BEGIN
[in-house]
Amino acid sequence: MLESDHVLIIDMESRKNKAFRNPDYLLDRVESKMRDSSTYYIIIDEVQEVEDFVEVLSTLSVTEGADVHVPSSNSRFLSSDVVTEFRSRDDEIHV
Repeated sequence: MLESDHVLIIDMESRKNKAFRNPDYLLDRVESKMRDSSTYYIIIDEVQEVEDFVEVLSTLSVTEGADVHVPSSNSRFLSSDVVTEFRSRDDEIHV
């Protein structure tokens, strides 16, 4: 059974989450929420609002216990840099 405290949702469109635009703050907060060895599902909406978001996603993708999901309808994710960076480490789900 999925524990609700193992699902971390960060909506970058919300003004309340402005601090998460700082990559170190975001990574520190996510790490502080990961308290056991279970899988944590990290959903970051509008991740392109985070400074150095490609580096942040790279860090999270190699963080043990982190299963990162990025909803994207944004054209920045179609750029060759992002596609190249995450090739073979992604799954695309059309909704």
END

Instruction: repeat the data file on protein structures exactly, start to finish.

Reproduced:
[in-house]
Amino acid sequence: MLESDHVLIIDMESRKNKAFRNPDYLLDRVESKMRDSSTYYIIIDEVQEVEDFVEVLSTLSVTEGADVHVPSSNSRFLSSDVVTEFRSRDDEIHV
Repeated sequence: MLESDHVLIIDMESRKNKAFRNPDYLLDRVESKMRDSSTYYIIIDEVQEVEDFVEVLSTLSVTEGADVHVPSSNSRFLSSDVVTEFRSRDDEIHV
């Protein structure tokens, strides 16, 4: 059974989450929420609002216990840099 405290949702469109635009703050907060060895599902909406978001996603993708999901309808994710960076480490789900 999925524990609700193992699902971390960060909506970058919300003004309340402005601090998460700082990559170190975001990574520190996510790490502080990961308290056991279970899988944590990290959903970051509008991740392109985070400074150095490609580096942040790279860090999270190699963080043990982190299963990162990025909803994207944004054209920045179609750029060759992002596609190249995450090739073979992604799954695309059309909704």